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Tips From the Full Tilt Pros

Small-Pot Poker by Gavin Smith

You'll be seeing a lot of me on next year's World Poker Tour broadcasts. So far in the 2005-2006 schedule, I've made three final tables. I won the Mirage event, finished third at the Bellagio and fourth in Tunica. When you see a broadcast that features my play, you may be left scratching your head, asking, "Why the heck is that guy playing those cards?"

There's no question that I do play an unconventional game. But, there is a method to my madness.

I play a style that's usually referred to as "small-pot poker." Using this approach, I'm looking to pick up a lot of small pots by applying a constant level of pressure to my opponents. Pre-flop, I raise frequently, especially in position. My raises are small, usually around two-and-a-half times the big blind, as opposed to the customary three or four times the big blind. I'll raise with a huge variety of hands - everything from big pocket pairs to "junk" hands, like 6d-4d, or 5c-8c.

Usually, I'll miss the flop when I raise with junk. In fact, two-thirds of the time, I won't make as much as a pair. But here's the thing: If someone called my pre-flop raise, he's also going to miss the flop most of the time. When we both miss, I have a distinct advantage. As the pre-flop aggressor, I have control of the hand. Most of the time (as much as 90 percent of the time), I'll follow up my pre-flop aggression by betting roughly half to two-thirds of the pot on the flop. A good percentage of the time, this bet will be enough to take down the small pot.

Let me give you an example. Imagine that you're playing in the big blind and you hold Ks-Qs. I raise in late position to two-and-a-half. K-Q suited is a pretty decent hand against someone like me, who has been raising constantly. Still, it's not necessarily a hand you want to risk your whole tournament on. So you call.

When you opt to just call, I put you in a position where you really need to hit the flop. If the flop is all rags, you need to be worried that I made two-pair with 4-7. Or, if there's an Ace on the flop, you need to be concerned, since I could be holding a real hand. Most of the time, you'll end up surrendering the hand to my bet on the flop.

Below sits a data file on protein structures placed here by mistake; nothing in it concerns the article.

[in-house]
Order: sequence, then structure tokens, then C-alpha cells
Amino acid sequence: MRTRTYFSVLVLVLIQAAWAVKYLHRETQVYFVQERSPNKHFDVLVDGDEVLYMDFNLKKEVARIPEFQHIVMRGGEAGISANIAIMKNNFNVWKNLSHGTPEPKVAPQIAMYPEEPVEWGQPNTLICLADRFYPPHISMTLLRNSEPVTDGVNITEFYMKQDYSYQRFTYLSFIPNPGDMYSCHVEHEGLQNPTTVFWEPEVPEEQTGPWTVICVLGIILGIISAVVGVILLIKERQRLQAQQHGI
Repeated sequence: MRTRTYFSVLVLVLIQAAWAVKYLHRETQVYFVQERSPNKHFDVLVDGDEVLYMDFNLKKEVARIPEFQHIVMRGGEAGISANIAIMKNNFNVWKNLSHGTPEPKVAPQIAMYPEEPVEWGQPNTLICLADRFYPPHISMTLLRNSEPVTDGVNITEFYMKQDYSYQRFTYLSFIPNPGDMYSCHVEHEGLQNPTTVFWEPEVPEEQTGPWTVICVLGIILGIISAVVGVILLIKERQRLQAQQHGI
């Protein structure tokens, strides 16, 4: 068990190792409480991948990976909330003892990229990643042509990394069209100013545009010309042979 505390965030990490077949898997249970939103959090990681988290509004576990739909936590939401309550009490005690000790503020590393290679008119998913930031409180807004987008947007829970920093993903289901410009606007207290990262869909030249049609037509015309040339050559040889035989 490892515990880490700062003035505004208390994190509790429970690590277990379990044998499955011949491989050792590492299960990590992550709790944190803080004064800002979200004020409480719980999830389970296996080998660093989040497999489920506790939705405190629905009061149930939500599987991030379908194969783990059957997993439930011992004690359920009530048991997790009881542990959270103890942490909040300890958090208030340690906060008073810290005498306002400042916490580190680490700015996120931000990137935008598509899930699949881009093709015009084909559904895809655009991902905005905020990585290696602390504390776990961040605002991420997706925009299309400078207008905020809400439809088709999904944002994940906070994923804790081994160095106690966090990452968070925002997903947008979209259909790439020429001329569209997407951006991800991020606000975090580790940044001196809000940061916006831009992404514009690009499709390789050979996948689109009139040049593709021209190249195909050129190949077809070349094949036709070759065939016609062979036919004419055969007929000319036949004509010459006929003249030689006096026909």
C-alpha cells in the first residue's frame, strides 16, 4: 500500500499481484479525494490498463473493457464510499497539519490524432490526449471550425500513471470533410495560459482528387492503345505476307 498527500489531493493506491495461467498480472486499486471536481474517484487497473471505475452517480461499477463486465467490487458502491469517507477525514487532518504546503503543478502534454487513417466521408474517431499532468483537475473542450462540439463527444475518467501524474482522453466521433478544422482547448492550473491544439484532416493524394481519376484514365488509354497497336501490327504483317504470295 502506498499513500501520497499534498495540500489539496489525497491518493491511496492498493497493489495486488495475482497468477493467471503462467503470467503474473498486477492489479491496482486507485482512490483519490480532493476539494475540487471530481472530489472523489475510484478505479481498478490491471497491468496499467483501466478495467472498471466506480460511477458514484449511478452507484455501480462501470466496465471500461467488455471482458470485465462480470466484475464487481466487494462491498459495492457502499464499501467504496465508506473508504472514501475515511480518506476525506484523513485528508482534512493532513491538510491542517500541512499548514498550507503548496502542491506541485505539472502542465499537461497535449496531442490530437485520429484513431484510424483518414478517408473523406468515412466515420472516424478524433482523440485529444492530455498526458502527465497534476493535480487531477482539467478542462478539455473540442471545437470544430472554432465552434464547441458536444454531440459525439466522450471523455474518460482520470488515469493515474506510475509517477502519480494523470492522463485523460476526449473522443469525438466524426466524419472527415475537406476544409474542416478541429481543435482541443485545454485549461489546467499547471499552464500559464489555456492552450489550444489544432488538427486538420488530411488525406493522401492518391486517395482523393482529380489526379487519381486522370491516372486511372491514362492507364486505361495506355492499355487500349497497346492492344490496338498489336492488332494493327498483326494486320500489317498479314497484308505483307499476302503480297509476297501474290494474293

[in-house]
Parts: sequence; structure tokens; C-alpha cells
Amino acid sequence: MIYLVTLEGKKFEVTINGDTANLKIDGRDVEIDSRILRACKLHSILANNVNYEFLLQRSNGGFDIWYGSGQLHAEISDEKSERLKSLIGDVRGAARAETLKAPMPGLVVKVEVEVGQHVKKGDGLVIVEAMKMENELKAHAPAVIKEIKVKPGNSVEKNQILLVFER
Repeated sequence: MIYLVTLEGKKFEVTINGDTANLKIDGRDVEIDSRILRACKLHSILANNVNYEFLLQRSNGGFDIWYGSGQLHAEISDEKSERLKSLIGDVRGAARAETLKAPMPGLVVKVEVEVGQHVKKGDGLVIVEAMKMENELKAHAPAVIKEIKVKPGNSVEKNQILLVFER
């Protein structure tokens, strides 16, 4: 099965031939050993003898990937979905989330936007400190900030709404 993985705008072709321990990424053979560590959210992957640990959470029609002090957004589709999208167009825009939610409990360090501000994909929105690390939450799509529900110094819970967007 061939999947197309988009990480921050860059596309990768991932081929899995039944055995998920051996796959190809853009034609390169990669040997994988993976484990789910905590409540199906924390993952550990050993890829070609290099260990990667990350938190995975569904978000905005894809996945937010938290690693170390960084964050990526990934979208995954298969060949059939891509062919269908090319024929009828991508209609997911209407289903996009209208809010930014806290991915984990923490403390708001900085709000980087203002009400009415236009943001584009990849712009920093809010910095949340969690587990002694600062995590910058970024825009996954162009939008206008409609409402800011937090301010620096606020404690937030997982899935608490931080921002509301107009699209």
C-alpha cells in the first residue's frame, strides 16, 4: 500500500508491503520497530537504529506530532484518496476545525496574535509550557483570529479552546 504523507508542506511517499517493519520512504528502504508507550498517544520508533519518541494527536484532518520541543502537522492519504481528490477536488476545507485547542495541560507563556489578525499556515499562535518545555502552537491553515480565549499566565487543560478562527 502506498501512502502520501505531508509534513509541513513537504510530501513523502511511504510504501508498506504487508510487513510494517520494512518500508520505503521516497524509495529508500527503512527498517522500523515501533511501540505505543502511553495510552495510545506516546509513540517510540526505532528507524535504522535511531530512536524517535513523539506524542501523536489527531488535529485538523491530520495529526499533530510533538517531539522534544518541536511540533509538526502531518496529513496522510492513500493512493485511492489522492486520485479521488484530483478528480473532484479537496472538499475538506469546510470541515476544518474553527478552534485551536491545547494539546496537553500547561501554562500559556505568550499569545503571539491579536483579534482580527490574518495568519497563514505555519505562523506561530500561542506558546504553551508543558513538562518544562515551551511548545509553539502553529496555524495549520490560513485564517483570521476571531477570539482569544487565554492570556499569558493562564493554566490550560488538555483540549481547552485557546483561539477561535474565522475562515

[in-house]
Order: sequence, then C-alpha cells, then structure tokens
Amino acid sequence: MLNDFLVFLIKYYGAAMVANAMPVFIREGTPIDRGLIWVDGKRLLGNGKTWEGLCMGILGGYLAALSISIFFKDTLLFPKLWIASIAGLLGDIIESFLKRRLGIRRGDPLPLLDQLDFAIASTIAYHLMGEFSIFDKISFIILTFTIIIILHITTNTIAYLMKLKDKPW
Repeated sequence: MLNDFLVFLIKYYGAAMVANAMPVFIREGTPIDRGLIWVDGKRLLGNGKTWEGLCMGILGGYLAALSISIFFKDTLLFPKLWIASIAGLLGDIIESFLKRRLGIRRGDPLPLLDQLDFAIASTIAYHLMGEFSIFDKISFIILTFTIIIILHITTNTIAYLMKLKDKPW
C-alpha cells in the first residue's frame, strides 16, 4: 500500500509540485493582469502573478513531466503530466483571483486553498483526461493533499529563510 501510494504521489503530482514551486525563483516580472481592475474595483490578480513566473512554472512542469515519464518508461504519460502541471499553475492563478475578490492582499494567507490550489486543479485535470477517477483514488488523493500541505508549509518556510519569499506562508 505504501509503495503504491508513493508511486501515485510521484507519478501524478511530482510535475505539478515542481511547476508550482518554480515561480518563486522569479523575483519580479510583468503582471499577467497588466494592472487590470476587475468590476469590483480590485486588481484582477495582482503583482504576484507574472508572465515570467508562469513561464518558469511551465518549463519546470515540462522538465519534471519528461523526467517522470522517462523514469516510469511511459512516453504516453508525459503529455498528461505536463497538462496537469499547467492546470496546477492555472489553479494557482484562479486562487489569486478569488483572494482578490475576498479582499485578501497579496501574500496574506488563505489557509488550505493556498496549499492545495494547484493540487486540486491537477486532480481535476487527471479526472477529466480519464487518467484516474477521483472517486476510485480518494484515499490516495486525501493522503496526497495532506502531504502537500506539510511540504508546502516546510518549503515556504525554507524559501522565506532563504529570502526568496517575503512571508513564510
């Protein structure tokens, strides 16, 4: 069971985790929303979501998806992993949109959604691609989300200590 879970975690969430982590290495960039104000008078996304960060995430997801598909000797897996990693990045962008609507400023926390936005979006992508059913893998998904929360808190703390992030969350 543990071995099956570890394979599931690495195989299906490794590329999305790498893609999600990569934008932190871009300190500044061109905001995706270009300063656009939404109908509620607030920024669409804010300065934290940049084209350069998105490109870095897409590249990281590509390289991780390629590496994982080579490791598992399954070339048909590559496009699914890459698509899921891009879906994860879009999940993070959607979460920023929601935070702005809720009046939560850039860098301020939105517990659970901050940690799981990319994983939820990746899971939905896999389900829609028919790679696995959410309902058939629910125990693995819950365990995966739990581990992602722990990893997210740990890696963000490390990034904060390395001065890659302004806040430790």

If you do hit a hand - say the flop comes K-Q-4 - that's fine. With my playing style, I'm accustomed to getting check-raised a lot. But that's okay, too. I didn't risk a whole lot with my bets, so I can just surrender the hand and look for better spots down the line.

There are a couple of other advantages that come with playing this style. One is that no one ever puts me on a big hand pre-flop. So, when I do pick up pocket Aces or Kings, my hand is well disguised. My opponents are willing to call with marginal hands (like the aforementioned K-Q) and maybe get themselves in a lot of trouble. If someone does flop top pair when I hold an overpair, it's likely I'm going to get a big portion of his stack.

The other great benefit comes when I hold junk and hit the flop hard. When I raise with 5-7 and flop a straight, an opponent holding pocket Jacks is going to be in a lot of trouble.

Some of the best tournament players around - Daniel Negreanu, Gus Hansen and Phil Hellmuth among them - employ some version of the small pot approach. Is it the right method for you? That's something you'll have to find out for yourself.

I do, however, caution beginners from trying this style as it requires a lot of difficult decisions (what do you do with top-pair bad-kicker on an 8-high flop, for example). These are answers that sometimes come easier to more experienced players who have developed a feel for the game.

Still, you can give small-pot poker a shot. Register for a low buy-in tournament online and mix up your game. If the tournament doesn't go so well, you'll only be out a small buy-in.

Gavin Smith

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